The death of Osama bin Laden has gone viral with blogs, social media and search engines pumping terabytes of rumour, innuendo and conspiracy theories at the speed of light, along with the occasional kilobyte of truth.

That was the state of global malware map following the death of Osama bin Laden, while Nigerian letters involving Libya was yet another top scam to target innocent South African internet users.
As the number of South Africans searching for pictures and videos of Bin Laden's execution skyrocketed, the criminal syndicates which perform "black hat" search engine optimisation have exploded as well. The result is a great number of malware-laden sites tricked out to perform tricks to get them returned as the first results in search engine results.
"While such criminal activities have become the norm, are highly automated and otherwise not worthy of interest, the sheer amount of search activity has unleashed a tidal wave of scams and malware," says Carey van Vlaanderen, CEO of ESET Southern Africa.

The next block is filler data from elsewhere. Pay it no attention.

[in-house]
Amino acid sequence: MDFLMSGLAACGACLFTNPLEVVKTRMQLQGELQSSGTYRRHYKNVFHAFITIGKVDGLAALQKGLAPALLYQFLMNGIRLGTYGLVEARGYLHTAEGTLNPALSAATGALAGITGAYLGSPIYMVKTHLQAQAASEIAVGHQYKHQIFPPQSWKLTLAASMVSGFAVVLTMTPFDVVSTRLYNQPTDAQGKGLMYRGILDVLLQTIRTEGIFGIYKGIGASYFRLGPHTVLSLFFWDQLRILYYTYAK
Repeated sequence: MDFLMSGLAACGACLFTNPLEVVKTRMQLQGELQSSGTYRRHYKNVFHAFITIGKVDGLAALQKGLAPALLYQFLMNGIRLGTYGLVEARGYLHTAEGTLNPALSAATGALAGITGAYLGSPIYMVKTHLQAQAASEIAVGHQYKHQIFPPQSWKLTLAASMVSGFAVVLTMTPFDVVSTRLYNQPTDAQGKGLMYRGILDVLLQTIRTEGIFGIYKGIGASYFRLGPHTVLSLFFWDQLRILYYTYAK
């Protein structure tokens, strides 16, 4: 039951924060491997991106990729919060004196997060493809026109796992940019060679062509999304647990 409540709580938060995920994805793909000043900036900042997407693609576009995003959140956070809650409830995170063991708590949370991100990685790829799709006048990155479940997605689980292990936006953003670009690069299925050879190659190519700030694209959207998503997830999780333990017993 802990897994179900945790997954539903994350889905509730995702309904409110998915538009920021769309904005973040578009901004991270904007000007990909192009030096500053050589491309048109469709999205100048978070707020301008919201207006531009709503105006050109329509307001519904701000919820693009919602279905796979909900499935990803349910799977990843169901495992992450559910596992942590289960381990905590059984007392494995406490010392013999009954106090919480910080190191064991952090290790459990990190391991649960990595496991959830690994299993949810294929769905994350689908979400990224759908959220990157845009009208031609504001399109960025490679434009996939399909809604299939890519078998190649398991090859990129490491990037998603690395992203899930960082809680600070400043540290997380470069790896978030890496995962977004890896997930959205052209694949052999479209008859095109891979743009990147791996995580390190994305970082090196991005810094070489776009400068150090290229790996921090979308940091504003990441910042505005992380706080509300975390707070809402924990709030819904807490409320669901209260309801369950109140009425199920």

"Global malware thrives on the demise of a global terrorist and ESET is also registering a similar upsurge on Facebook. It’s easy to see why: with moer than 500-million active users, Facebook would rank just behind China and India as the third-most populated country in the world, if it happened to be a country," adds van Vlaanderen.
Criminals are using social engineering to bypass Facebooks own security measures against malicious JavaScript code by tricking people into copying and pasting it directly into their web browsers address bars.
The Libyan war has also provided ample inspiration for cyber-criminals in the last few weeks. ESET researchers are reporting upsurge in Nigerian letter scams which cost gullible PC users billions of dollars every year. Recently a model Nigerian letter appeared, using the Libyan crisis as bait and "government funds" as a hook.
According to 419hell.com website which explores these types of cyber-threats, someone falls for this type of scam every 44 seconds.
"South Africans must always be sure of the identity of the sender or the instant messenger, or the content of the Facebook message. It is up to the individual to ensure that they are protected against any virus attacks by installing antivirus software equipped to detect and block malware before they compromise social networking sites like Facebook," says van Vlaanderen.